4.29% is a minimal level of enrollment loss.  Using the January 14th pace, 2017 was running 1.1% ahead of 2016.  Charles Gaba is collecting data from the state based exchanges.  The state based exchanges ran their own marketing campaigns that did not get shut off on 1/20/17.  He is showing at least a 1.5% enrollment increase.  So more aggressive baselines can credibly argue that the Trump Administration actively discouraged 6% of the market from signing up.

A timeline to run

The Republican Party does not have the luxury of time to get their act together on health policy. They have maybe fifty days to get a coherent plan with the possibility of passage before external actors move to foreclose on the 2018 policy option space:

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Below is the Center for Medicare and Medicaid Services plan filing timeline.

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What Should Health Insurance Cover?

This is a basic health reform question, and one knock against the ACA has been that the benefits are too generous, which drives up the cost of premiums. This WSJ piece provides a good overview of the issue (and tradeoffs), and has a nice graph showing what proportion of individually sold insurance plans included benefits that are required by the ACA. Changes to the benefits required in the ACA could be made via rulemaking (the law describes categories of benefits that were detailed via rulemaking), Congress could reduce benefits in some “replace” or “tweak” of the ACA, or the issue could be devolved to the states, also via a replace or tweak bill. It is easy to criticize in health reform, but improvements are hard, because of the tradeoffs.

benefits-2-02-17

 

 

Subsidized market stability in 2018 amidst policy uncertainty

Last Thursday, CNBC highlighted a study by the Urban Institute and Robert J Woods Foundation about insurers worrying about political and policy uncertainty for their 2018 plan offerings for the Exchanges. As I see it there are three major sources of uncertainty. Will the Cost Sharing Reduction (CSR) subsidies be paid? If not, the insurers are gone in 2017. Will the individual mandate be enforced and if not, what will that do to risk pool size and composition? What other policies are coming down the pipe?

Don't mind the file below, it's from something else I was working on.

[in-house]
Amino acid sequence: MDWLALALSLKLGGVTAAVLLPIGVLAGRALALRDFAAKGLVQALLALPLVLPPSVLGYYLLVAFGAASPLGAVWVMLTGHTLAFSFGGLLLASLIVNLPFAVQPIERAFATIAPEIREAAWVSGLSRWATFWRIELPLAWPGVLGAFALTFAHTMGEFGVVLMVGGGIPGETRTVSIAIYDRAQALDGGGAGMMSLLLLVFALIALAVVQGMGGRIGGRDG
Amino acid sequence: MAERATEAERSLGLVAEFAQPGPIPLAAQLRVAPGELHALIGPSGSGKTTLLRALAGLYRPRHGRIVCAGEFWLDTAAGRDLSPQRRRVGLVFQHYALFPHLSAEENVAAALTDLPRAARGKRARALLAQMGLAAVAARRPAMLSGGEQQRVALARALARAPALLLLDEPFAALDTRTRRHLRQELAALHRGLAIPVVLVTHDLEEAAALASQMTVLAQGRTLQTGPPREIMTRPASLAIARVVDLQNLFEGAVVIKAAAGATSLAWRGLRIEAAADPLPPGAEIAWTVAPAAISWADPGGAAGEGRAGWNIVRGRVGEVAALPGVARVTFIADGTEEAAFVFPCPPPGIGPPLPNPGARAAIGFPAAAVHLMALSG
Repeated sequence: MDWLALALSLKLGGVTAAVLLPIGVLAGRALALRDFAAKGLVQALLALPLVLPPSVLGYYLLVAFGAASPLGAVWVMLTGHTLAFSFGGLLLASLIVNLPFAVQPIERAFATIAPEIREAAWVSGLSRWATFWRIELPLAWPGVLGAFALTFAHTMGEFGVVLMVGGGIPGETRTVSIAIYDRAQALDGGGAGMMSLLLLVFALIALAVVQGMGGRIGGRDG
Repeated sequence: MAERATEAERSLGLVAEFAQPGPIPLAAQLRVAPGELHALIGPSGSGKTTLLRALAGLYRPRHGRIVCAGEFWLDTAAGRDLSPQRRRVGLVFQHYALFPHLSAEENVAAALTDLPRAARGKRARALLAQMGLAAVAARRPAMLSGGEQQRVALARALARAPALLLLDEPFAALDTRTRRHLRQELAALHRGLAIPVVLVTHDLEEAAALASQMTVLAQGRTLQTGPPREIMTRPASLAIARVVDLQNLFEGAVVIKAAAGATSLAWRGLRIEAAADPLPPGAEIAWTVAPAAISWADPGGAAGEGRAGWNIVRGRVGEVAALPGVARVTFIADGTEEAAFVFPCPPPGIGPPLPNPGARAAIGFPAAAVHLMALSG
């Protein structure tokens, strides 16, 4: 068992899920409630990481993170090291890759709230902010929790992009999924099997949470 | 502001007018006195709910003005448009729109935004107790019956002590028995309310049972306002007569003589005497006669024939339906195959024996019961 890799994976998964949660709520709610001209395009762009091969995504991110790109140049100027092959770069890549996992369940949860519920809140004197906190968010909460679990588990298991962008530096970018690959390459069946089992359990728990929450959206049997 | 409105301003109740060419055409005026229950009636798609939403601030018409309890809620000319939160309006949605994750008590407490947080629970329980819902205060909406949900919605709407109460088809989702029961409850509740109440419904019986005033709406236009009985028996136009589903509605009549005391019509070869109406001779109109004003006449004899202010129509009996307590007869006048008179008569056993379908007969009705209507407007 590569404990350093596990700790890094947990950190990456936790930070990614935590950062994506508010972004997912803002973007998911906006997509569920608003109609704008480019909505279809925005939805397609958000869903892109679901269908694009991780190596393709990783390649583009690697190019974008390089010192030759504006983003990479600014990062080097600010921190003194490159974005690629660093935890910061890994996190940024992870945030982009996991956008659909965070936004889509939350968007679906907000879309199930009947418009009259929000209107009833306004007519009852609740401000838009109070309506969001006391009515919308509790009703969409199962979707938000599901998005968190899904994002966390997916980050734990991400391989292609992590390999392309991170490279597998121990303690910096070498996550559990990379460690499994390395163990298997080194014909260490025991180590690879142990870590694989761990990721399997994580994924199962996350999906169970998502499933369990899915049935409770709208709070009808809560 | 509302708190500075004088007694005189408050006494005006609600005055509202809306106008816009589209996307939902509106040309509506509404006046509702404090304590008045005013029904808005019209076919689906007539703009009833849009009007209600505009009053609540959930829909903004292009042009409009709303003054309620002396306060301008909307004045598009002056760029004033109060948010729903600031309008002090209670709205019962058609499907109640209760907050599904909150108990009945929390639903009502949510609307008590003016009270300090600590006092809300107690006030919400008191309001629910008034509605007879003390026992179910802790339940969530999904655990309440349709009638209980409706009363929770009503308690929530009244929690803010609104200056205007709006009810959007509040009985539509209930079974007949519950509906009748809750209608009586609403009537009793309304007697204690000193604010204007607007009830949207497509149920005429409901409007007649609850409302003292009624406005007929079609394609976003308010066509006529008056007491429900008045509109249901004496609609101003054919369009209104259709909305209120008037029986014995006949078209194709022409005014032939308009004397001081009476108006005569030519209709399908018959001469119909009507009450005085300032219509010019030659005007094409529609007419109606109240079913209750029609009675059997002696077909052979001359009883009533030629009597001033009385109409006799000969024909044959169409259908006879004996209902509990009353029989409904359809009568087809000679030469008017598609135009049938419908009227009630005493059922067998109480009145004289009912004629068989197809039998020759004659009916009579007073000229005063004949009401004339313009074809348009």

CSR is easy. If it is yanked, the insurers are gone at the end of the month it is yanked. That is not confusing me.

But the other two parts have me scratching my head a bit:

If Republicans repeal the Obamacare individual mandate without a concrete replacement plan, we could see another year of big price increases and insurer withdrawals for open enrollment in 2018, according to a new report. “The greater the uncertainty, the higher the rates,” said Sabrina Corlette, a Georgetown University research professor and one of the authors of the new report, which was published by the Urban Institute and the Robert Wood Johnson Foundation. “At a certain point you can’t even price high enough to account for the uncertainty and it’s at that point that the carriers say, ‘we have to get out,'” said Corlette.”

Here is where I am getting confused. I understand the model well enough. The combination of no pool participation mechanism through the granting of unlimited hardship waivers and policy uncertainty will drive many healthy individuals out of the market in the models that the actuaries run. The only people who will stay in the market for guarantee issued, community rated, no lifetime cap insurance are the people who really need the insurance because they are sick as hell. This is the classic death spiral. And insurers will pull out before they are on the tab for billions in losses as they set their premiums too low. This is the Washington State in the 90s story; this is the pre-ACA New York individual market story. I get the fear.

The big difference in the ACA story is the subsidies are attached that lower the consumer facing costs. I have been giving the exchange mechanics significant thought in better times and I want to revive that post It is very hard for a single carrier to lose money in this market structure when it offers the right configuration of products.

The basis of my response is that the federal subsidy structure makes it very hard for a carrier to continually lose money in a state if it is the only carrier. Let’s look at a few scenarios below the fold.
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State employee plan market power demonstration in Massachusetts

The Boston Globe is reporting on some very interesting news:

The state agency that spends more than $2 billion a year to provide health coverage to 436,000 public employees, retirees, and their families is pushing changes that would allow it to slash what it pays the most expensive hospitals, a drastic move to try to rein in health care costs.

The Group Insurance Commission voted unanimously last week to support capping its payments to health care providers at 160 percent of the rates paid by Medicare, the federal government’s insurance program for seniors….